As the program expands in the 2018–2019 school year, KPMG will sponsor 135 students at the participating schools. Interested students first apply to KPMG for sponsorship when they are juniors rising to their senior year. KPMG chooses candidates by considering aptitude, leadership capabilities, and interest in the field. The firm also looks for students with a mix of backgrounds, from sports to IT to entrepreneurship. Students selected by KPMG must apply to the partner schools they plan to attend and gain admittance like any other candidate before they are accepted into the program.

Finding the right students for the program is KPMG’s responsibility; finding the right people to teach it is the job of the partner schools. Both OSU and Villanova draw faculty from their finance and accounting departments, where skills in analytics are required to work large databases and financial statements. Villanova also encourages other faculty to learn about and incorporate analytics into their courses, even if in only small ways, says Peters.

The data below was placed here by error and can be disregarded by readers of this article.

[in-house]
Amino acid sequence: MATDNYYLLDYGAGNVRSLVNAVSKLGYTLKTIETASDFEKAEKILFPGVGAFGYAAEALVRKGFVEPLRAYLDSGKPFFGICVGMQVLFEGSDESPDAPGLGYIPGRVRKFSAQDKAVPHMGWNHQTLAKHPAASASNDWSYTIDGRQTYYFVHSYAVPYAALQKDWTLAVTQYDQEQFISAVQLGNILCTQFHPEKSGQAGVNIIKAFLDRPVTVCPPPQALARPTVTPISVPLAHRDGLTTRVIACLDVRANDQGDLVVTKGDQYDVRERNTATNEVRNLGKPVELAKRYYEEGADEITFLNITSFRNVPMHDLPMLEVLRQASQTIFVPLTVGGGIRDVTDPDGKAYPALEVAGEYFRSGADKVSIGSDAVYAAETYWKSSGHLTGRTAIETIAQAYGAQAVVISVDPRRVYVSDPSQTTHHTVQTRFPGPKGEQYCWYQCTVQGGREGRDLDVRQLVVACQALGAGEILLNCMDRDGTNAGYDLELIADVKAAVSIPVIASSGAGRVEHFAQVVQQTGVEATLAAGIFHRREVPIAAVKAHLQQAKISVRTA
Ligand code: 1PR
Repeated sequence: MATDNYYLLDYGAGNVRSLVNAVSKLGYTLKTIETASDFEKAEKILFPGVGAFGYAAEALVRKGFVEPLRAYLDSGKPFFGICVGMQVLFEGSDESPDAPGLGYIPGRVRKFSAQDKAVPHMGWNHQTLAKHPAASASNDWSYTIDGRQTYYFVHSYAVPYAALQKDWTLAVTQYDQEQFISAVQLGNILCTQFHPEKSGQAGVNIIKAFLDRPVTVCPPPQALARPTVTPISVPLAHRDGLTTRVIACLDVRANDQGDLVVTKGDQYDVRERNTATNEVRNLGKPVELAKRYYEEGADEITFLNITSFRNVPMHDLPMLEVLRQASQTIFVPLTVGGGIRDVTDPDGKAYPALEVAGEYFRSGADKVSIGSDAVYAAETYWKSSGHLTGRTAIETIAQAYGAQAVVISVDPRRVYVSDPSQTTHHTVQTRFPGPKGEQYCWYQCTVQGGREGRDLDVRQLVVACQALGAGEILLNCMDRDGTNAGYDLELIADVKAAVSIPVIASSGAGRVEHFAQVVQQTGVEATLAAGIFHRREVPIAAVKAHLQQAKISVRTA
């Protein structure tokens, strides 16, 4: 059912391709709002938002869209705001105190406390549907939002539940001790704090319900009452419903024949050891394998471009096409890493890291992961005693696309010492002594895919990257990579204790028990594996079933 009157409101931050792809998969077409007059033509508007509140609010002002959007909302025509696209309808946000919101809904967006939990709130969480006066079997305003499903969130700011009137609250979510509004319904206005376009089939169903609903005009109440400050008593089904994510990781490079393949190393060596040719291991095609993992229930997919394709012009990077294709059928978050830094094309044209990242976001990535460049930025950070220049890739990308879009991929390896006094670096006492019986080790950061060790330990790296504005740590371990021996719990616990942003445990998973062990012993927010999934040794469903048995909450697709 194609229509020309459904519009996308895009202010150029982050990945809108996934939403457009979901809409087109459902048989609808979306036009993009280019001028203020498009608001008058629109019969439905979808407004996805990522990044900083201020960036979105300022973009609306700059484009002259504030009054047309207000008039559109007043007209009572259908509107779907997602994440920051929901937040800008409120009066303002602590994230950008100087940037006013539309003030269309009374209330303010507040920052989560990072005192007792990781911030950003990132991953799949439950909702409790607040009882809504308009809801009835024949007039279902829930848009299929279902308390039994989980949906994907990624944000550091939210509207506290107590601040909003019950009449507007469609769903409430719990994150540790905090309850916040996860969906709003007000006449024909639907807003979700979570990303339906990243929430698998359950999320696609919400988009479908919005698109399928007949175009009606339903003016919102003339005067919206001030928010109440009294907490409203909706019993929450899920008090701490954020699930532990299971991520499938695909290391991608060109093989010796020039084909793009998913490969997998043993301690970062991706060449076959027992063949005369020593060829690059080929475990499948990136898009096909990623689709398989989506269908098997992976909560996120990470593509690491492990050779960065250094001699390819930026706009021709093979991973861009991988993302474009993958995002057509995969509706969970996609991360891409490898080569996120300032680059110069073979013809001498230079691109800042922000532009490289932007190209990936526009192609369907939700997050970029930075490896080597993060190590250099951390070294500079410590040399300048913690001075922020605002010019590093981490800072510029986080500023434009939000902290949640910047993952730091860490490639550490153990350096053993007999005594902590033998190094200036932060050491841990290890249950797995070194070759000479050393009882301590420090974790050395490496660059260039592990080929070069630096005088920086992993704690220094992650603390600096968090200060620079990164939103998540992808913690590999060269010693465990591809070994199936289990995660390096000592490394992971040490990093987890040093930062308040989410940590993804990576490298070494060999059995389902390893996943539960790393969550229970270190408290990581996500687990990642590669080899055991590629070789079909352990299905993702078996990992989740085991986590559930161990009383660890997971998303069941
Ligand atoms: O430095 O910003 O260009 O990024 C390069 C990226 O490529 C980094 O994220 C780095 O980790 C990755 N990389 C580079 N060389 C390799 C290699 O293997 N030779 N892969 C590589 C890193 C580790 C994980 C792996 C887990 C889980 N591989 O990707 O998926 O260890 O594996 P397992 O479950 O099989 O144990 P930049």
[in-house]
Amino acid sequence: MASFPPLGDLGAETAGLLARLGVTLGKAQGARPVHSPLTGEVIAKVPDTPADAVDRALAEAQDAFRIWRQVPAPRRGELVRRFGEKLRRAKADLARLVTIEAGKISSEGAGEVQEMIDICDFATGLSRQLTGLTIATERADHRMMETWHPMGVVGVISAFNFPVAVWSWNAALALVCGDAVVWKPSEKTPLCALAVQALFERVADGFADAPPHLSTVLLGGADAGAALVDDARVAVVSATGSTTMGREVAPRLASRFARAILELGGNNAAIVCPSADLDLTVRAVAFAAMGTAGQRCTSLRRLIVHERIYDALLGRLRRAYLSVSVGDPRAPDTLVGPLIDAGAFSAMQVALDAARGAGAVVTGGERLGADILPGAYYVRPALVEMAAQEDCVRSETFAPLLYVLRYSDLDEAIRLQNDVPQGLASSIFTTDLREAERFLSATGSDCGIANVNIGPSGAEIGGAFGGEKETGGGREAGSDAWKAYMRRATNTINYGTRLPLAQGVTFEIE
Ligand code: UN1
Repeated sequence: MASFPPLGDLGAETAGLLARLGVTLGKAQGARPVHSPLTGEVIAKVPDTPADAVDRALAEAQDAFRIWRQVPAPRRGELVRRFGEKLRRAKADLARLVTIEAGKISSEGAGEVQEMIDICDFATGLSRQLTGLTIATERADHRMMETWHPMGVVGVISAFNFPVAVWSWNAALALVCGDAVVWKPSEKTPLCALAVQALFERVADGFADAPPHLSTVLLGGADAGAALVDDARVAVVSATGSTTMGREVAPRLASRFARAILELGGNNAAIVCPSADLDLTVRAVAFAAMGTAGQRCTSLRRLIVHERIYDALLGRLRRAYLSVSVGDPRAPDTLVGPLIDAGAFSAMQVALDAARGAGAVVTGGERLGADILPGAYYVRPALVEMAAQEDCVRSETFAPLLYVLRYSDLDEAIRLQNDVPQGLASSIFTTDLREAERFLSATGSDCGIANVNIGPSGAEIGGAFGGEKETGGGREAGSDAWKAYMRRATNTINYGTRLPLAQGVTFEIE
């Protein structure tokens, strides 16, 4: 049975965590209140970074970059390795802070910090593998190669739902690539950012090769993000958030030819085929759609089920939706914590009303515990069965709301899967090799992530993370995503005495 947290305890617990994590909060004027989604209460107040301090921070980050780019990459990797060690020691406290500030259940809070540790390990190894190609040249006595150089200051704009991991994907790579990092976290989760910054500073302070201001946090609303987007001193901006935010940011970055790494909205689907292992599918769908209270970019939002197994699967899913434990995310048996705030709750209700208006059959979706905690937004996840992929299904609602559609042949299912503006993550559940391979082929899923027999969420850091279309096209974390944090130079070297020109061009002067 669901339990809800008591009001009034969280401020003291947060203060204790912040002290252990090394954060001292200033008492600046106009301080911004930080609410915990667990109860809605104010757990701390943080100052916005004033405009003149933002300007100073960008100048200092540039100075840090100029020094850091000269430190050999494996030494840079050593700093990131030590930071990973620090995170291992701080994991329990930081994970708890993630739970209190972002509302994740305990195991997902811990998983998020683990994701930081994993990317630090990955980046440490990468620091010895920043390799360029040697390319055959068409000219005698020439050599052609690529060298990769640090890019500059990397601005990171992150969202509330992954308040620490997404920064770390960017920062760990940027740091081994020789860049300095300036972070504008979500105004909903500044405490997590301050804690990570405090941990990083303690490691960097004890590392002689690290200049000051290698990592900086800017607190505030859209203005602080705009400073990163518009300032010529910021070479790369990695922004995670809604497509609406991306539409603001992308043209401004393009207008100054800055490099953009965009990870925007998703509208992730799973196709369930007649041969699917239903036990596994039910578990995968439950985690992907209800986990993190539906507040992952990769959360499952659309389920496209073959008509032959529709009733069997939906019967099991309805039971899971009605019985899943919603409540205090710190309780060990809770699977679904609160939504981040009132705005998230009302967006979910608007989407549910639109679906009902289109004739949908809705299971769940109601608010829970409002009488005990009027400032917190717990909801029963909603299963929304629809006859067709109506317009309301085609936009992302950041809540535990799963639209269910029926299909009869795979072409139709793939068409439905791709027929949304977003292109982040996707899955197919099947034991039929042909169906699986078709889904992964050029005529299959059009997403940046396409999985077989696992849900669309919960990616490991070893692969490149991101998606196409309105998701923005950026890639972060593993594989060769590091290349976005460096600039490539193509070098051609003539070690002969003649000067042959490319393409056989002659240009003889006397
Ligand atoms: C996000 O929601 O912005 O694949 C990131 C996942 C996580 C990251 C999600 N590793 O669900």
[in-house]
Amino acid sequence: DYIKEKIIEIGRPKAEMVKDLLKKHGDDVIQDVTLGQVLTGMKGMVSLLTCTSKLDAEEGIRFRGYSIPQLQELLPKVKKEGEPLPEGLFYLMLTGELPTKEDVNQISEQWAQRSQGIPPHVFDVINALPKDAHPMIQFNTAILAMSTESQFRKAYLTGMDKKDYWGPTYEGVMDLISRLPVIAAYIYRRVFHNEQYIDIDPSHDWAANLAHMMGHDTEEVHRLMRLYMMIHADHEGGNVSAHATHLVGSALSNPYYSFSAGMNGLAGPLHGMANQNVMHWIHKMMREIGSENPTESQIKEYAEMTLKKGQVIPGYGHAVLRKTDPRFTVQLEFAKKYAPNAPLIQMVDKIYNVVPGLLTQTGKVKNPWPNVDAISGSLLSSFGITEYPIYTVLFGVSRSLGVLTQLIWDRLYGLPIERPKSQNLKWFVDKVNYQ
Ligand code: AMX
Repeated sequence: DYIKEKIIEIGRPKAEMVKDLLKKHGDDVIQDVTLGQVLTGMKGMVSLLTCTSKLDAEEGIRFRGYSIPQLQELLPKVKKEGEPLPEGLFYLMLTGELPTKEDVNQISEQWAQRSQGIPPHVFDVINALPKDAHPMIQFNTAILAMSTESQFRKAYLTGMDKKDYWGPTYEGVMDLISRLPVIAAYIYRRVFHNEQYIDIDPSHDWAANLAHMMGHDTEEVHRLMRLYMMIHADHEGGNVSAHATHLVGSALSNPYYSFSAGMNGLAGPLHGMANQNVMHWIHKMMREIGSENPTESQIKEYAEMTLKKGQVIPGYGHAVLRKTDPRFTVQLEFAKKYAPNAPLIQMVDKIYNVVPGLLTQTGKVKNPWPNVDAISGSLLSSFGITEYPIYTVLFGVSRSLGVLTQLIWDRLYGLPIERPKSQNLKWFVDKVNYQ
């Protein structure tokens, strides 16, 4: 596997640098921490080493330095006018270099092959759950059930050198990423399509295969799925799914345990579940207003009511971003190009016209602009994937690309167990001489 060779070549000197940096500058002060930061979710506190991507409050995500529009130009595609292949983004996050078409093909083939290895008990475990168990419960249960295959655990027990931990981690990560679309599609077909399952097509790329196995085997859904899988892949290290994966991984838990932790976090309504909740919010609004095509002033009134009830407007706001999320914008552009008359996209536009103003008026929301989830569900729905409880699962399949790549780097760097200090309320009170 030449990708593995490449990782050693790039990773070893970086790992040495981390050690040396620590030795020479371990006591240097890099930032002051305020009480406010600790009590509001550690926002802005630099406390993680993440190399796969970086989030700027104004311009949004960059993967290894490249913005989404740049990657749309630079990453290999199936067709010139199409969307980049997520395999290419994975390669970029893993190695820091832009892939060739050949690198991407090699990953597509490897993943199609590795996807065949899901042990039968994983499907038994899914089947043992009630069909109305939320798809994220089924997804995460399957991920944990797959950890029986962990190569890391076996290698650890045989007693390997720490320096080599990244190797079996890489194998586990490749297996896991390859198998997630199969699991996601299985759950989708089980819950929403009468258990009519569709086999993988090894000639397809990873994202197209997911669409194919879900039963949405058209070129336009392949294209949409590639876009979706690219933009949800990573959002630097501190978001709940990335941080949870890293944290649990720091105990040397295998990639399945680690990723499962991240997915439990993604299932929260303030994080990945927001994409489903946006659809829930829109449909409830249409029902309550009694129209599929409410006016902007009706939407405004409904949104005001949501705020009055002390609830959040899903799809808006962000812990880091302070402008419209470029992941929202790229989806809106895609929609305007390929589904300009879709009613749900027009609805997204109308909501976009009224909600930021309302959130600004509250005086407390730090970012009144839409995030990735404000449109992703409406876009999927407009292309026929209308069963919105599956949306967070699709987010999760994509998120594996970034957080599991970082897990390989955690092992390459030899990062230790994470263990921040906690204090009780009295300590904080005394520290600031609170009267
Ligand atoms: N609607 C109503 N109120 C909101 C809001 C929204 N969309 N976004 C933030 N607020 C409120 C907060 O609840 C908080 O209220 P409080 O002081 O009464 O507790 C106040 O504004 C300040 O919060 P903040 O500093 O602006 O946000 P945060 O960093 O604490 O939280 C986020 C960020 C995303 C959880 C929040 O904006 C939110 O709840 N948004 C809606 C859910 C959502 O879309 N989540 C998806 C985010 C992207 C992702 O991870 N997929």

But at Villanova, data-heavy classes—such as those that teach students how to organize data, use visualizations, and mine data—are taught by MIS and analytics faculty; others are team-taught by faculty with business and MIS expertise. To prepare for the first year of the program, some of Villanova’s nonbusiness faculty attended KPMG training and made a point of learning about auditing so they could be better prepared for their classes.

For schools, this opportunity for faculty to see firsthand how the profession is adopting data and analytics is one of the prime benefits of the partnership. “Through the training we had at KPMG, and through the exposure we had to the company’s professionals, we were able to see under the hood of the new auditing practices,” says Peters. “This has put us on the cutting edge of what’s happening in the field.”